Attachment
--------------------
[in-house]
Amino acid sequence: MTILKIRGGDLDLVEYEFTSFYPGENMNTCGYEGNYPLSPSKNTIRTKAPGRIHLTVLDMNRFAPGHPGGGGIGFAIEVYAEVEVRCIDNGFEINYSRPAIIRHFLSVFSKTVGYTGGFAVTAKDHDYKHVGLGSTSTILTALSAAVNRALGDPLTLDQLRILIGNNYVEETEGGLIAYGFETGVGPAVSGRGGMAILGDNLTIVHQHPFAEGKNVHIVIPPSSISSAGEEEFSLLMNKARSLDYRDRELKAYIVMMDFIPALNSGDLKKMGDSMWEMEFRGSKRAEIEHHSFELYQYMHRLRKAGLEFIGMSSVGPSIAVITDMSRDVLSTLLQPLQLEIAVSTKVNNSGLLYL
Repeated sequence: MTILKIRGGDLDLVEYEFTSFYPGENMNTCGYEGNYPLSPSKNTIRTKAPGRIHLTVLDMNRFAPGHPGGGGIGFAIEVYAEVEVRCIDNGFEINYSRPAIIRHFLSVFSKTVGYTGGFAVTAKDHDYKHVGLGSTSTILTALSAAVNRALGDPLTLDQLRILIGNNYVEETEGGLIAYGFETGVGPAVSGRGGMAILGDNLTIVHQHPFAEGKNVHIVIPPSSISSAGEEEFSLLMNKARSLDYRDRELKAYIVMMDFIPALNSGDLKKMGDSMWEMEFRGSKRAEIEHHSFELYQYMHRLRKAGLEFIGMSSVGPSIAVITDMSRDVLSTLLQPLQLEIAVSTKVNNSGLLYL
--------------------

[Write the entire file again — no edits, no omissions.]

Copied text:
[in-house]
Amino acid sequence: MTILKIRGGDLDLVEYEFTSFYPGENMNTCGYEGNYPLSPSKNTIRTKAPGRIHLTVLDMNRFAPGHPGGGGIGFAIEVYAEVEVRCIDNGFEINYSRPAIIRHFLSVFSKTVGYTGGFAVTAKDHDYKHVGLGSTSTILTALSAAVNRALGDPLTLDQLRILIGNNYVEETEGGLIAYGFETGVGPAVSGRGGMAILGDNLTIVHQHPFAEGKNVHIVIPPSSISSAGEEEFSLLMNKARSLDYRDRELKAYIVMMDFIPALNSGDLKKMGDSMWEMEFRGSKRAEIEHHSFELYQYMHRLRKAGLEFIGMSSVGPSIAVITDMSRDVLSTLLQPLQLEIAVSTKVNNSGLLYL
Repeated sequence: MTILKIRGGDLDLVEYEFTSFYPGENMNTCGYEGNYPLSPSKNTIRTKAPGRIHLTVLDMNRFAPGHPGGGGIGFAIEVYAEVEVRCIDNGFEINYSRPAIIRHFLSVFSKTVGYTGGFAVTAKDHDYKHVGLGSTSTILTALSAAVNRALGDPLTLDQLRILIGNNYVEETEGGLIAYGFETGVGPAVSGRGGMAILGDNLTIVHQHPFAEGKNVHIVIPPSSISSAGEEEFSLLMNKARSLDYRDRELKAYIVMMDFIPALNSGDLKKMGDSMWEMEFRGSKRAEIEHHSFELYQYMHRLRKAGLEFIGMSSVGPSIAVITDMSRDVLSTLLQPLQLEIAVSTKVNNSGLLYL